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|Title:||Presidential power, vetoes, and public policy: a comparative study between Brazil and the United States|
|Author:||Hebling, Matheus Lucas|
|Abstract:||Much of the literature on Presidentialism focuses on the argument that bipartisan presidential systems are better able to avoid a conflictive Executive-Legislative relationship by facilitating the formation of coalitions in Congress and partisan ideological identification. From a comparative perspective, this study aims to identify and discuss the ability of the presidents of the United States and Brazil to promote public policy, and to examine the degree of conflict in the drafting of these policies by studying legislative vetoes. In addition, it analyzes the success rate of welfare bills voted in the lower chamber of the two countries and supported by their respective presidents. The period studied here covers 16 years (from 1995 to 2010 in Brazil and in the United States from 1993 to 2008), consisting of eight years of more liberal administrations and eight years of more conservative ones in each country. The presented hypothesis is that there is no significant difference between two-party or multi-party systems in terms of conflict, public policy drafting and presidential success rate. The data are analyzed using multivariate regressions and undergo qualitative treatment for a deeper understanding.|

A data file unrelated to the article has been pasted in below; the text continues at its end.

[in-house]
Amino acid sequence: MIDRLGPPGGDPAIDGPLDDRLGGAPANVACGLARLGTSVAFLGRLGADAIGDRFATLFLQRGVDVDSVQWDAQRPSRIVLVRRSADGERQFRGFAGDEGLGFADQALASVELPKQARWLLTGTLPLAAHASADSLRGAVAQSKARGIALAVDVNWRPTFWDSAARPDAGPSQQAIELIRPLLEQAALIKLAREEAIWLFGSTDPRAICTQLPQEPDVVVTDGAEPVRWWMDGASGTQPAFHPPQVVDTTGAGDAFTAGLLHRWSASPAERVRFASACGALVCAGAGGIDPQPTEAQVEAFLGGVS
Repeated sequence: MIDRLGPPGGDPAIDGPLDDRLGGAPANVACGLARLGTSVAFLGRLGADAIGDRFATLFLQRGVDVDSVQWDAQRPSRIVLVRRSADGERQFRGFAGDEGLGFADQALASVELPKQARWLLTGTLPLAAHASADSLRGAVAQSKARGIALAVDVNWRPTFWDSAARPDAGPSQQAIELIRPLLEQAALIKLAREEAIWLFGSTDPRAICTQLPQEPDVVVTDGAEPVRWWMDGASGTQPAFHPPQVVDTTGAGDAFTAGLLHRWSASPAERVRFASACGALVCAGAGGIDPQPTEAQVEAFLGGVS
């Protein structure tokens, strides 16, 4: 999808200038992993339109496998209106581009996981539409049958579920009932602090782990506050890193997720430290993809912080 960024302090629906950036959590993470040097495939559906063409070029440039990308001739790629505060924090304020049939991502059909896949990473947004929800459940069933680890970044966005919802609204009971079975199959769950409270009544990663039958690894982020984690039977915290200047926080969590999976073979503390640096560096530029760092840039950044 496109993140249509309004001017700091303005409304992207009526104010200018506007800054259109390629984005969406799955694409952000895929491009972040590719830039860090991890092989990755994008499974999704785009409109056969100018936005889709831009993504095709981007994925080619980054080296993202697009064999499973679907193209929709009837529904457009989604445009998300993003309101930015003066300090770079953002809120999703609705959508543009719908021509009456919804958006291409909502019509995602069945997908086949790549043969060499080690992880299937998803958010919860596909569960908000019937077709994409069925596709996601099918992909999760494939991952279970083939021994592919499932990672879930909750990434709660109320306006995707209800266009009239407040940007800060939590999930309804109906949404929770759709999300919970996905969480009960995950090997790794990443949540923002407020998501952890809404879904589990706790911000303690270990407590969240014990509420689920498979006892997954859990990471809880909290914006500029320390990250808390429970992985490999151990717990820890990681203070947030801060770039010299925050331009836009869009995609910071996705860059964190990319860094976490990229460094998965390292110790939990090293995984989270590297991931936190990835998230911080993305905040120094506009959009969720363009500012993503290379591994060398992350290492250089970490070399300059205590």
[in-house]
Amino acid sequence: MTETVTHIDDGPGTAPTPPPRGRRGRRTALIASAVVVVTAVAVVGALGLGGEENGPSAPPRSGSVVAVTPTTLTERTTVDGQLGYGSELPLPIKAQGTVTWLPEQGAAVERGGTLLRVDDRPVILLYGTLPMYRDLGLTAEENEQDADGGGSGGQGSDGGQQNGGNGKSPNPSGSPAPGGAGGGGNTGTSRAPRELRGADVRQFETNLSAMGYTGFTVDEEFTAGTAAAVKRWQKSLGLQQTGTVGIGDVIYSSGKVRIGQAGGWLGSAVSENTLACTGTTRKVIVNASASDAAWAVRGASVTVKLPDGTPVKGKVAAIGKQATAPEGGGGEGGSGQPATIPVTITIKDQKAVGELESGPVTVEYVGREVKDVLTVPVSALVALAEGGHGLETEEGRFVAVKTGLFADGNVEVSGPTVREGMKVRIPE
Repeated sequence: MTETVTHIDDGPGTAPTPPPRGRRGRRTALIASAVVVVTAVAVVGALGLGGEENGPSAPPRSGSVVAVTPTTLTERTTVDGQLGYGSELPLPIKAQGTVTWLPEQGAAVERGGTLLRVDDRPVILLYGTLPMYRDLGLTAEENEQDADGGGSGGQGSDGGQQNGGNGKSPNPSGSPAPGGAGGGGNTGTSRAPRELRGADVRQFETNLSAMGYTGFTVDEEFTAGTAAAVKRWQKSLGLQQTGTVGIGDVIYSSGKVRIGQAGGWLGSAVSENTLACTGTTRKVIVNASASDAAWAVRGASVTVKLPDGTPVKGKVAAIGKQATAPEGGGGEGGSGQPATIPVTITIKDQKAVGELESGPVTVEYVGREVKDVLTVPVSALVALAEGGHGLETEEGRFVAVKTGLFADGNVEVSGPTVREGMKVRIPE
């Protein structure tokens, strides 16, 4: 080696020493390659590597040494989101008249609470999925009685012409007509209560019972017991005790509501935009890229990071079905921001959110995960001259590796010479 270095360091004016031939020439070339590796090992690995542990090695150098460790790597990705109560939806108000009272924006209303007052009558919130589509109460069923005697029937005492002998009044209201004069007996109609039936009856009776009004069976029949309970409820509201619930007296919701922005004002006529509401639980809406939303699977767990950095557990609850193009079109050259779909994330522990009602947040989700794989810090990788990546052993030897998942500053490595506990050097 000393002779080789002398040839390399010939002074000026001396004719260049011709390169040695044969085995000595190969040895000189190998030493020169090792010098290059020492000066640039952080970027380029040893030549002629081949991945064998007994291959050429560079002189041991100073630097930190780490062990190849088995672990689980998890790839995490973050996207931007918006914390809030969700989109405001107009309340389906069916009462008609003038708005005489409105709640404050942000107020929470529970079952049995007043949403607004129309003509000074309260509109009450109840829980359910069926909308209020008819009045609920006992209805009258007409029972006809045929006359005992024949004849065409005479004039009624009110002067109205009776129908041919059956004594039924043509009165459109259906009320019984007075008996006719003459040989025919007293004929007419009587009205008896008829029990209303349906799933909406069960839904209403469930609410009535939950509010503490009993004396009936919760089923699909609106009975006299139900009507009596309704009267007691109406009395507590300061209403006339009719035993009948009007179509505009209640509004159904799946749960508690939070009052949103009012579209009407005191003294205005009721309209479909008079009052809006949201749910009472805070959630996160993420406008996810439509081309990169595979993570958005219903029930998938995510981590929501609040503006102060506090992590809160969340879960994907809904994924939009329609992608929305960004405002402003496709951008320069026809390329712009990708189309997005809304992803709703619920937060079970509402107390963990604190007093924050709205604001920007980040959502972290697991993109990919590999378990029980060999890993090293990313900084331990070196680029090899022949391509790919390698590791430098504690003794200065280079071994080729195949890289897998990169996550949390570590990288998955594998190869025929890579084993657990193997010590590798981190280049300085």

|Editor:||Universidad Nacional Autonoma de Mexico|
|Appears in Collections:||IFCH - Artigos e Outros Documentos|
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